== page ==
Thursday, February 23, 2012

'Tis the Wedding Season

Actually it has been going on since the dry season started around mid-October. It seems like it started slowly but the farther we progress into the dry season the more weddings take place with a culmination shortly before the Khmer New Year in April. After that it sort of peters out again. But of course, it all depends on what the fortuneteller deems a propitious time and day. The reason it takes place early in the morning is that the bride and groom are supposed to receive the spiritual blessings (suesday somnaang) before sunrise. The strange thing is, though, that all fortunetellers seem to agree on that time of day. Possibly they don’t even address that issue any more as it has become such a fixture in Khmer tradition.

One can say it starts with a big bang. Just the other day, one of my neighbors married off one of his children. When we saw the tent being erected in our street we anticipated with dismay the next morning. Sure enough, at exactly 6 o’clock they started the generator which they had so considerately put right in front of our house and the tape started blaring wedding songs. But who am I to complain? I am the foreigner here – different folks, different strokes.

Roang Kaa - Wedding Tent for the morning ceremonies

How refreshing - the generator a few meters from the tent - together with music, wedding chants - cacophony at its best.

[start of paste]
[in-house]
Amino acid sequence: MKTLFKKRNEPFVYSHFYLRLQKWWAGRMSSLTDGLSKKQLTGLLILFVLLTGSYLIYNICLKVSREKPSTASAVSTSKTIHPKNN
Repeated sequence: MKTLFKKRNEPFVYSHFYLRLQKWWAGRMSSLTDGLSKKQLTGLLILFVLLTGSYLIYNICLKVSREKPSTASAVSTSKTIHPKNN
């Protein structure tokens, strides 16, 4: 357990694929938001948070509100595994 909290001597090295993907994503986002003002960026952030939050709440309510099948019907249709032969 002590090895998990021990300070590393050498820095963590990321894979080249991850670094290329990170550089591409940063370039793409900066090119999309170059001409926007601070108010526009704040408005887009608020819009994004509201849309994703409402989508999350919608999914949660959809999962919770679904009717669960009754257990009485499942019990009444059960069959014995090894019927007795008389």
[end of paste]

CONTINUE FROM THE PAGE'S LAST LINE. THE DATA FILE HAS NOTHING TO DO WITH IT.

Normally, the religious ceremonies last until midday or 2 o’clock. The wedding reception for all the friends and people deemed worthy of being invited is held later in the day, usually starting at 6 o’clock, at a restaurant or venues that specialize in this, like the Mondial center on Mao Tse Tung Blvd. or the new center at Koh Pich. Depending on the status of the parents this can be a most lavish affair ranging from 10 tables to well over 100 tables. A table usually seats 8 or 10. The parents’ purse also determines how many dishes will be served. Anything less than three is absolutly impossible and three is already considered stingy. The upper class will serve up to 10 different dishes, including small crabs, beef with mango salad, duck, etc.

A big difference to Western weddings are the gifts. Of course, the bride and groom receive a more or less large present from their parents, and some smaller ones from the closest relatives. Normal guests, however, hand over money at the reception in an envelope that is included in the original invitation. No other gifts are given. The amount depends on the social standing of both the parents and the guests. Naturally, as can be expected, the higher the status the more money. Cambodia’s neighoring countries have the same customs in this respect, but the amounts are somewhat more moderate in Vietnam and in Thailand. The Nouveaux Riches in Cambodia know no bounds here either. A wealthy couple attending can easily hand over $500 or even $1,000. This generosity will be returned, however, when a child of that couple gets married. And there is no way around it. I attended a wedding in Vietnam once. The envelope there was neutral, that is, it had no name on it - not so in Cambodia. The preprinted envelope is clearly marked with your name, so the parents can clearly identify you for a miser if you give less than is usual and customary. The benefit of that system, of course, is that the parents might even make a profit as the guests practically pay for their own meals. And this is the exact reason why so man people can hold these wedding parties in such style, many a time well above their social or professional standing. Saving face and showing status is paramount in Cambodian, as in all Asian, societies.